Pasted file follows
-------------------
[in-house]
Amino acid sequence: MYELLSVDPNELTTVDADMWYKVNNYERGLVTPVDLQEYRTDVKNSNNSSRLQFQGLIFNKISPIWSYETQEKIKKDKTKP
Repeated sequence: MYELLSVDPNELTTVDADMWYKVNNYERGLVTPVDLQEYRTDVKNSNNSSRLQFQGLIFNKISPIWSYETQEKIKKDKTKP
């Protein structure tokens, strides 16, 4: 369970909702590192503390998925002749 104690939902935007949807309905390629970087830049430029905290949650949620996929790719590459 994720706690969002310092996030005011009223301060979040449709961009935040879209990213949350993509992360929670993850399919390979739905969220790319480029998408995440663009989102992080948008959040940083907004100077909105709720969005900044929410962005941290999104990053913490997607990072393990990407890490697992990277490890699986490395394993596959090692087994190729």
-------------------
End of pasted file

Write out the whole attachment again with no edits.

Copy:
[in-house]
Amino acid sequence: MYELLSVDPNELTTVDADMWYKVNNYERGLVTPVDLQEYRTDVKNSNNSSRLQFQGLIFNKISPIWSYETQEKIKKDKTKP
Repeated sequence: MYELLSVDPNELTTVDADMWYKVNNYERGLVTPVDLQEYRTDVKNSNNSSRLQFQGLIFNKISPIWSYETQEKIKKDKTKP
């Protein structure tokens, strides 16, 4: 369970909702590192503390998925002749 104690939902935007949807309905390629970087830049430029905290949650949620996929790719590459 994720706690969002310092996030005011009223301060979040449709961009935040879209990213949350993509992360929670993850399919390979739905969220790319480029998408995440663009989102992080948008959040940083907004100077909105709720969005900044929410962005941290999104990053913490997607990072393990990407890490697992990277490890699986490395394993596959090692087994190729």